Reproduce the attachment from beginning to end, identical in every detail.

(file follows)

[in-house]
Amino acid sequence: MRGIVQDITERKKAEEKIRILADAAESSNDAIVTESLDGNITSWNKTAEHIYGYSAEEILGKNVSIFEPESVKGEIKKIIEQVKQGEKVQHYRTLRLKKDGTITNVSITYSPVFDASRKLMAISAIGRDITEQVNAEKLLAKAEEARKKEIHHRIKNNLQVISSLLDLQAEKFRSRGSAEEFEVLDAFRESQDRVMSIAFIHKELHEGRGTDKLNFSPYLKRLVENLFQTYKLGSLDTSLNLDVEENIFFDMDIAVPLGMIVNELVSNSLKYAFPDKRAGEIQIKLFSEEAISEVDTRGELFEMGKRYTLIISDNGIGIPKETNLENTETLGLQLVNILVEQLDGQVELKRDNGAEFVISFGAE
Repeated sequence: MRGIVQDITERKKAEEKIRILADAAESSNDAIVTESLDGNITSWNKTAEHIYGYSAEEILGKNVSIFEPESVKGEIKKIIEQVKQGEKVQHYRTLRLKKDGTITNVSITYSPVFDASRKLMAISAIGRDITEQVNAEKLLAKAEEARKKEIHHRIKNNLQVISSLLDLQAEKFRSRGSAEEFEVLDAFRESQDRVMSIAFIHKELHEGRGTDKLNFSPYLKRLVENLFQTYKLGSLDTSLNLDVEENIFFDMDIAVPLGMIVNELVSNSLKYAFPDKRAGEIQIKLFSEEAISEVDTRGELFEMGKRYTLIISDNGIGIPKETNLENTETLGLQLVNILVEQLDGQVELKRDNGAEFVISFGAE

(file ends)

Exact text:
[in-house]
Amino acid sequence: MRGIVQDITERKKAEEKIRILADAAESSNDAIVTESLDGNITSWNKTAEHIYGYSAEEILGKNVSIFEPESVKGEIKKIIEQVKQGEKVQHYRTLRLKKDGTITNVSITYSPVFDASRKLMAISAIGRDITEQVNAEKLLAKAEEARKKEIHHRIKNNLQVISSLLDLQAEKFRSRGSAEEFEVLDAFRESQDRVMSIAFIHKELHEGRGTDKLNFSPYLKRLVENLFQTYKLGSLDTSLNLDVEENIFFDMDIAVPLGMIVNELVSNSLKYAFPDKRAGEIQIKLFSEEAISEVDTRGELFEMGKRYTLIISDNGIGIPKETNLENTETLGLQLVNILVEQLDGQVELKRDNGAEFVISFGAE
Repeated sequence: MRGIVQDITERKKAEEKIRILADAAESSNDAIVTESLDGNITSWNKTAEHIYGYSAEEILGKNVSIFEPESVKGEIKKIIEQVKQGEKVQHYRTLRLKKDGTITNVSITYSPVFDASRKLMAISAIGRDITEQVNAEKLLAKAEEARKKEIHHRIKNNLQVISSLLDLQAEKFRSRGSAEEFEVLDAFRESQDRVMSIAFIHKELHEGRGTDKLNFSPYLKRLVENLFQTYKLGSLDTSLNLDVEENIFFDMDIAVPLGMIVNELVSNSLKYAFPDKRAGEIQIKLFSEEAISEVDTRGELFEMGKRYTLIISDNGIGIPKETNLENTETLGLQLVNILVEQLDGQVELKRDNGAEFVISFGAE